The forceId feature can be dangerous, and should be used with care. Every component in a view must have a unique id, or JSF will throw an exception; the "scoping" feature of JSF that creates compound ids like scope0:myId is there to ensure that a page can safely be built from multiple "parts" without causing id conflicts. Component id 'scoping' can be thought of like files within a directory structure; using forceId is like allowing a certain filename to be useable from the "root" directory to access a file no matter where in the directory tree it really is. This of course then makes it impossible to have two files with the same name, regardless of which directories they are in.

Also, HTML requires that ids be unique within a page. If two components should generate HTML tags with the same id, that would be an invalid HTML page.

In particular, be very cautious about using forceId when also using Tiles. Every file needs to be aware of every other file that it might be combined with in a single page, and must ensure that no forceId component it declares conflicts with a forceId component in any of those other files.

Avoiding forceId for javascript use

Javascript "event handlers" attached to HTML elements can use the keyword "this" to access the DOM component that they are associated with. Example:

function doSomething(src) {
  alert("Calling component is " + src);
}

<h:inputText onchange="doSomething(this)"/>

In some cases this information is sufficient to do away with any need to get the "id" of a component at all.

Access from such an event handler to other components in the same page can often be done by using simple naming conventions. As an example, when an input component has JSF id attribute of "data", and its label has JSF id attribute of "dataLabel", a javascript event handler associated with the input component can get the label via:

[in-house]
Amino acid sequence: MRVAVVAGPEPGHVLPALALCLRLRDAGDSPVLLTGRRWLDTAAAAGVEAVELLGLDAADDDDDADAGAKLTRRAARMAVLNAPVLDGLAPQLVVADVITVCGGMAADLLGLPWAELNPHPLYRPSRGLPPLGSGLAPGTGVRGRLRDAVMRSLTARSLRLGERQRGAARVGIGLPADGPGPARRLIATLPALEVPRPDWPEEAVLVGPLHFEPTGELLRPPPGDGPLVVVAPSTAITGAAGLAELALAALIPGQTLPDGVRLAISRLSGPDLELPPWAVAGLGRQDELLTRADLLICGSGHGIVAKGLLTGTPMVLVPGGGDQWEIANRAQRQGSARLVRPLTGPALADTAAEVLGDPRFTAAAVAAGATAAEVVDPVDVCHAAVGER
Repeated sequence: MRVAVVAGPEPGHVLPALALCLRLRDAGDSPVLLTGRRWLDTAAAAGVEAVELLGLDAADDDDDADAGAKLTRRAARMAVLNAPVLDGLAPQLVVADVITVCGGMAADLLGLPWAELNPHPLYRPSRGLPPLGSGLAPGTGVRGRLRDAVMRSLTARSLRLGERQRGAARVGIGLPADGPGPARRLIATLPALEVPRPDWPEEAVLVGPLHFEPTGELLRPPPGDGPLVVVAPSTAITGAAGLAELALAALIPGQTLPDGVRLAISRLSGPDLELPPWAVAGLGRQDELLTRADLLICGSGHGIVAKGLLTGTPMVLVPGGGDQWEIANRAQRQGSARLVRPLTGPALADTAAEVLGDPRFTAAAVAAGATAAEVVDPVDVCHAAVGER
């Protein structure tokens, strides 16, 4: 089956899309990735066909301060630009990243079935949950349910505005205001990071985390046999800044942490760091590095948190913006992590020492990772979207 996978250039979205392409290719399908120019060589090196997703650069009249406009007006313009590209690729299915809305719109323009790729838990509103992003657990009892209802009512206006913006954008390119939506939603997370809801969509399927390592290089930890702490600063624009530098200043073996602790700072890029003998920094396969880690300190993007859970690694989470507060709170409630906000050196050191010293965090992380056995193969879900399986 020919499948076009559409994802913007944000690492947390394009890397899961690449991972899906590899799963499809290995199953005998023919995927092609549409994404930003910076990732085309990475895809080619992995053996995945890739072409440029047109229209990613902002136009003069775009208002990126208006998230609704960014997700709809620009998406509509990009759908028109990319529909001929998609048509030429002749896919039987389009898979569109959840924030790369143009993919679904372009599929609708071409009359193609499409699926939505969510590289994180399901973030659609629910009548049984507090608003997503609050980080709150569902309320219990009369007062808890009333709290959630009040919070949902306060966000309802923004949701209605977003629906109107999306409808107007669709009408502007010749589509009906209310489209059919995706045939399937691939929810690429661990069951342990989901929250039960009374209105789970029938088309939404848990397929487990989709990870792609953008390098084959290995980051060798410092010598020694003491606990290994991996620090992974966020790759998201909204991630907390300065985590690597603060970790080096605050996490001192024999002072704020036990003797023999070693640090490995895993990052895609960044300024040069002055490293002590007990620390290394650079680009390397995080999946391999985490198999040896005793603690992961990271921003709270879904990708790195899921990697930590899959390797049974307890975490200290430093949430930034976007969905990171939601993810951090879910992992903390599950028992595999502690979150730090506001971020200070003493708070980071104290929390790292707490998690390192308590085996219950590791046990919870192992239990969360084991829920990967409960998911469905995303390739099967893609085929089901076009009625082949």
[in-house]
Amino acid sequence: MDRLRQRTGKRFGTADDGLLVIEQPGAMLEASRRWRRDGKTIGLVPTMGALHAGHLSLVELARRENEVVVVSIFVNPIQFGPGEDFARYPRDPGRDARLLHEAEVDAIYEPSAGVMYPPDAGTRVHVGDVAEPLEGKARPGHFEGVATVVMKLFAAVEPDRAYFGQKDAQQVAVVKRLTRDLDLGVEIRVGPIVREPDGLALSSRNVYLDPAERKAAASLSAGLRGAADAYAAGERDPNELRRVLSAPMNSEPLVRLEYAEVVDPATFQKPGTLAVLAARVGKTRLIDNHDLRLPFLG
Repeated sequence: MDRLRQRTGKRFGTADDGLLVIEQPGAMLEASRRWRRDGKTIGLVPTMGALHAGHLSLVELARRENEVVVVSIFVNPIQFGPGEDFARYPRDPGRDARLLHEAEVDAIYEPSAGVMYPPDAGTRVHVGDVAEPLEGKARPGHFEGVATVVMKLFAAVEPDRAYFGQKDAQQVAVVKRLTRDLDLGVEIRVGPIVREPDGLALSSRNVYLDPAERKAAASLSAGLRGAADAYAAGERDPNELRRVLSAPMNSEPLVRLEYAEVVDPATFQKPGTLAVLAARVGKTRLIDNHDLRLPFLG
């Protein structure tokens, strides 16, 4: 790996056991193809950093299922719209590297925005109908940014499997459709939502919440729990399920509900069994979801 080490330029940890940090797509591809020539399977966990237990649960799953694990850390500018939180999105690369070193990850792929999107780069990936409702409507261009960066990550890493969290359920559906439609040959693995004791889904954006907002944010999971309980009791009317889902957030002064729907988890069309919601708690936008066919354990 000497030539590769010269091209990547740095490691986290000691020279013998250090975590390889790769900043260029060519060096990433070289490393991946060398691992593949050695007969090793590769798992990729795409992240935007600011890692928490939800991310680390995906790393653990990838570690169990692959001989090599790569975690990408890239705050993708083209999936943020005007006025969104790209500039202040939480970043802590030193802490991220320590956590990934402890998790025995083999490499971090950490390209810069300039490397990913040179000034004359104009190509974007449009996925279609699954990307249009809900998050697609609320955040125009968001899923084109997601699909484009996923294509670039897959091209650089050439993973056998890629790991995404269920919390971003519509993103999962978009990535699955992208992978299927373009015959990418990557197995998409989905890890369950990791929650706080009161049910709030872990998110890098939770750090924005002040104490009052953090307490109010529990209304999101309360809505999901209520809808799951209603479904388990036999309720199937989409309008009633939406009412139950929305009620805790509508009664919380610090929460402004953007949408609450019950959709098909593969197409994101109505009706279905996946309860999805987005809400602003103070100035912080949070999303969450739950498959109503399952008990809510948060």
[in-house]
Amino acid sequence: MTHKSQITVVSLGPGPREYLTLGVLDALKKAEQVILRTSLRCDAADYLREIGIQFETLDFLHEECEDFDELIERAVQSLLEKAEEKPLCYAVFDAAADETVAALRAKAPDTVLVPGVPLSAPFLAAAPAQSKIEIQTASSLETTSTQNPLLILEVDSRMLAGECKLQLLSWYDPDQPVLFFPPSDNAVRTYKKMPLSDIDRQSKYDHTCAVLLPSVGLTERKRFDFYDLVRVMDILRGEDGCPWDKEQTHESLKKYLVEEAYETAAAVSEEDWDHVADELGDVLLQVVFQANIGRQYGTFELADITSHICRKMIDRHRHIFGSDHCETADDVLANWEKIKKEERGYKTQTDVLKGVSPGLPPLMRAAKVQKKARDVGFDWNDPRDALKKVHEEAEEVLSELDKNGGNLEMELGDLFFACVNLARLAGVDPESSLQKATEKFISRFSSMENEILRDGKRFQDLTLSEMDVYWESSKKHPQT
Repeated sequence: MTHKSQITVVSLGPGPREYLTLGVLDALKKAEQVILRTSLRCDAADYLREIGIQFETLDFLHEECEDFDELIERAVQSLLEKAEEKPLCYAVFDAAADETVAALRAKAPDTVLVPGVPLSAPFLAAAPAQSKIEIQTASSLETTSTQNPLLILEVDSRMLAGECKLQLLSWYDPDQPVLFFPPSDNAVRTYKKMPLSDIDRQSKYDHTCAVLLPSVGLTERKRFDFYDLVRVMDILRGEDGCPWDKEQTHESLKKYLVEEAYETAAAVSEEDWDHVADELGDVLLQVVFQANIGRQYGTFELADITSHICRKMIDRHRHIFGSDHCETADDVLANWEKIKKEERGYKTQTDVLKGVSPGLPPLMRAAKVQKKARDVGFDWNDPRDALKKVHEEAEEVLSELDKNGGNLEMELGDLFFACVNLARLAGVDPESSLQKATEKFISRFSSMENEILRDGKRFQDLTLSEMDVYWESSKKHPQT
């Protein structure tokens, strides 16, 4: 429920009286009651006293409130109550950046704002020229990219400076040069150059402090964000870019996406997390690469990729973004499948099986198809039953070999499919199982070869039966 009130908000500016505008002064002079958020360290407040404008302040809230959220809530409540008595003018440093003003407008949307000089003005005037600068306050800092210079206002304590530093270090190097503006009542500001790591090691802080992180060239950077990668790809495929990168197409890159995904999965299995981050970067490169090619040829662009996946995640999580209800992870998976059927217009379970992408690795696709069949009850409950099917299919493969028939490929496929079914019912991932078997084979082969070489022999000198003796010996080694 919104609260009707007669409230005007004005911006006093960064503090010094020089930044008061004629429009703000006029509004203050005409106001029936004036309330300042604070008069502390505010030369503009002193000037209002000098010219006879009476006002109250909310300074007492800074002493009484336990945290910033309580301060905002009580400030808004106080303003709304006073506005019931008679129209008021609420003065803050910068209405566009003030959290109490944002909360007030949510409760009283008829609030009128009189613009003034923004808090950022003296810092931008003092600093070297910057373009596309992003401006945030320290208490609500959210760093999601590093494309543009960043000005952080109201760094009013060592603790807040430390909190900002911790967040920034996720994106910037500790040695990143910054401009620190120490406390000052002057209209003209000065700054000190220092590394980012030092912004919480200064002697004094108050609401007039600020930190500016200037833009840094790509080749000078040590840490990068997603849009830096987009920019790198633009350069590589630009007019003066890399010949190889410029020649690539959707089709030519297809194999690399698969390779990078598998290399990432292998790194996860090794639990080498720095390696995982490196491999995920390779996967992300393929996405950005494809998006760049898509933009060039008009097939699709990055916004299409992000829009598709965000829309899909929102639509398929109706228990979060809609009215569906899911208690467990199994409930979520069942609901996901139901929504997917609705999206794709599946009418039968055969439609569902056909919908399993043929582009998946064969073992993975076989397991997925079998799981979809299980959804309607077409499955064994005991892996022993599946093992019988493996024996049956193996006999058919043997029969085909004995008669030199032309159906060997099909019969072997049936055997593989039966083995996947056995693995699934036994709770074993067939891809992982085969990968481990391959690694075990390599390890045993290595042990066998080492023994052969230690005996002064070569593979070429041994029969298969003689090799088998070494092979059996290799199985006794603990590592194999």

var labelId = src.id + "Label";

Note that the id of the calling component will include the name of the nearest naming container (unless forceId has been used!). It is therefore simple to obtain ids for components within the same naming container without using forceId at all. Here's an example that allows one component to toggle the visibility of another component via javascript without needing to use forceId at all:

<script>
// Hide or show a specified target component by toggling its CSS display attribute,
//
// Locates the component with JSF id of targetId which is in the same naming
// container as the calling component. The component's CSS style attribute
// "display" is then toggled between "" and "none", ie visible or hidden.
function toggleVisibility(src, targetId) {
  id = src.id;
  lastColon = id.lastIndexOf(':');
  if (lastColon == -1) {
    basePath = "";
  } else {
    basePath = id.substring(0, lastColon + 1);
  }

  fullTargetId = basePath + targetId;
  target = document.getElementById(fullTargetId);

  if (src.isTargetHidden) {
    src.isTargetHidden = false;
    target.style.display = "";
  } else {
    src.isTargetHidden = true;
    target.style.display = "none";
  }
  
  return false;
}
</script>

<h:graphicImage onclick="toggleVisibility(this, 'grid');" .../>
<h:dataTable id="grid" .../>

Note that the h:dataTable uses just "id", not "forceId".

The s:globalId tag

The Tomahawk Sandbox has a component s:globalId (added 2008-10-30). This suppresses any prefixes for its child components, and therefore can effectively achieve the same effect as tomahawk's forceId attribute, but can be applied to any component (not just Tomahawk ones). Note however that it only works on JSF1.2 or later. Note also that the same issues exist as for the tomahawk forceId feature - so use it only as a last resort, when no other solution can be applied.

forceId (last edited 2009-09-20 23:00:47 by localhost)